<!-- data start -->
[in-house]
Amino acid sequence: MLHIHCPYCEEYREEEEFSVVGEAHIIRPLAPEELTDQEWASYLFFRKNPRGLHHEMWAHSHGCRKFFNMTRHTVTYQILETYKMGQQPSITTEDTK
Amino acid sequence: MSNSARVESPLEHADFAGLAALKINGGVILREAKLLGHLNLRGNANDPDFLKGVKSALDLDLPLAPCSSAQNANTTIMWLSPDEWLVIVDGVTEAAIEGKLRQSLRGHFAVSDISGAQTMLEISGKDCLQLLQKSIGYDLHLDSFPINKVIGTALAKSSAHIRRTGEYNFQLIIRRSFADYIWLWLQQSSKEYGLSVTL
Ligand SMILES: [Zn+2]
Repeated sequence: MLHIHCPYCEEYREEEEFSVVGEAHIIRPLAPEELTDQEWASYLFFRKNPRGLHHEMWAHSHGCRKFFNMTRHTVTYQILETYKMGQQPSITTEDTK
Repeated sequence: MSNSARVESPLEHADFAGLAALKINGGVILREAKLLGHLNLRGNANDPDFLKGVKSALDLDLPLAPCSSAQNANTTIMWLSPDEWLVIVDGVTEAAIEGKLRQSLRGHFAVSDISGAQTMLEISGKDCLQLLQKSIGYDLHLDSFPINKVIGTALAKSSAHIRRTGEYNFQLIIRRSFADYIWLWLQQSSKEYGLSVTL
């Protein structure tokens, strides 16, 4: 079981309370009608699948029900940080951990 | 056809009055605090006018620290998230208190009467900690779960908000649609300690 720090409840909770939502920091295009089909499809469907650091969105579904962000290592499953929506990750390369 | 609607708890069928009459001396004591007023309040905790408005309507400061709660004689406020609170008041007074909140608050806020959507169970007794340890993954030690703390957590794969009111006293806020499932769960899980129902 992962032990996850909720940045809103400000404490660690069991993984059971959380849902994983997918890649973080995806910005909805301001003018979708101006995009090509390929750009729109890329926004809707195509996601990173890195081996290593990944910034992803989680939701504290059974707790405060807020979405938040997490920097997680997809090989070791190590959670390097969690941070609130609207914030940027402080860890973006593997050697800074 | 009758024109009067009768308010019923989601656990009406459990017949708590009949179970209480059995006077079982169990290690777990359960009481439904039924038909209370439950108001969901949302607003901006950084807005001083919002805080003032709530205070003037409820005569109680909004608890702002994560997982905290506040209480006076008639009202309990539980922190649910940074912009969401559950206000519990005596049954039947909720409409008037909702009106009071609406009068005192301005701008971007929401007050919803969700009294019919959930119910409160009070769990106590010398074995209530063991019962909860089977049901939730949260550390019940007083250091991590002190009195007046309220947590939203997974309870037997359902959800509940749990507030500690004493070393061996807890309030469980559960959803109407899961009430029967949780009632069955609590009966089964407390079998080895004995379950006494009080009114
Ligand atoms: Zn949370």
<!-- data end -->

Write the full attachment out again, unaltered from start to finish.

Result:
[in-house]
Amino acid sequence: MLHIHCPYCEEYREEEEFSVVGEAHIIRPLAPEELTDQEWASYLFFRKNPRGLHHEMWAHSHGCRKFFNMTRHTVTYQILETYKMGQQPSITTEDTK
Amino acid sequence: MSNSARVESPLEHADFAGLAALKINGGVILREAKLLGHLNLRGNANDPDFLKGVKSALDLDLPLAPCSSAQNANTTIMWLSPDEWLVIVDGVTEAAIEGKLRQSLRGHFAVSDISGAQTMLEISGKDCLQLLQKSIGYDLHLDSFPINKVIGTALAKSSAHIRRTGEYNFQLIIRRSFADYIWLWLQQSSKEYGLSVTL
Ligand SMILES: [Zn+2]
Repeated sequence: MLHIHCPYCEEYREEEEFSVVGEAHIIRPLAPEELTDQEWASYLFFRKNPRGLHHEMWAHSHGCRKFFNMTRHTVTYQILETYKMGQQPSITTEDTK
Repeated sequence: MSNSARVESPLEHADFAGLAALKINGGVILREAKLLGHLNLRGNANDPDFLKGVKSALDLDLPLAPCSSAQNANTTIMWLSPDEWLVIVDGVTEAAIEGKLRQSLRGHFAVSDISGAQTMLEISGKDCLQLLQKSIGYDLHLDSFPINKVIGTALAKSSAHIRRTGEYNFQLIIRRSFADYIWLWLQQSSKEYGLSVTL
């Protein structure tokens, strides 16, 4: 079981309370009608699948029900940080951990 | 056809009055605090006018620290998230208190009467900690779960908000649609300690 720090409840909770939502920091295009089909499809469907650091969105579904962000290592499953929506990750390369 | 609607708890069928009459001396004591007023309040905790408005309507400061709660004689406020609170008041007074909140608050806020959507169970007794340890993954030690703390957590794969009111006293806020499932769960899980129902 992962032990996850909720940045809103400000404490660690069991993984059971959380849902994983997918890649973080995806910005909805301001003018979708101006995009090509390929750009729109890329926004809707195509996601990173890195081996290593990944910034992803989680939701504290059974707790405060807020979405938040997490920097997680997809090989070791190590959670390097969690941070609130609207914030940027402080860890973006593997050697800074 | 009758024109009067009768308010019923989601656990009406459990017949708590009949179970209480059995006077079982169990290690777990359960009481439904039924038909209370439950108001969901949302607003901006950084807005001083919002805080003032709530205070003037409820005569109680909004608890702002994560997982905290506040209480006076008639009202309990539980922190649910940074912009969401559950206000519990005596049954039947909720409409008037909702009106009071609406009068005192301005701008971007929401007050919803969700009294019919959930119910409160009070769990106590010398074995209530063991019962909860089977049901939730949260550390019940007083250091991590002190009195007046309220947590939203997974309870037997359902959800509940749990507030500690004493070393061996807890309030469980559960959803109407899961009430029967949780009632069955609590009966089964407390079998080895004995379950006494009080009114
Ligand atoms: Zn949370």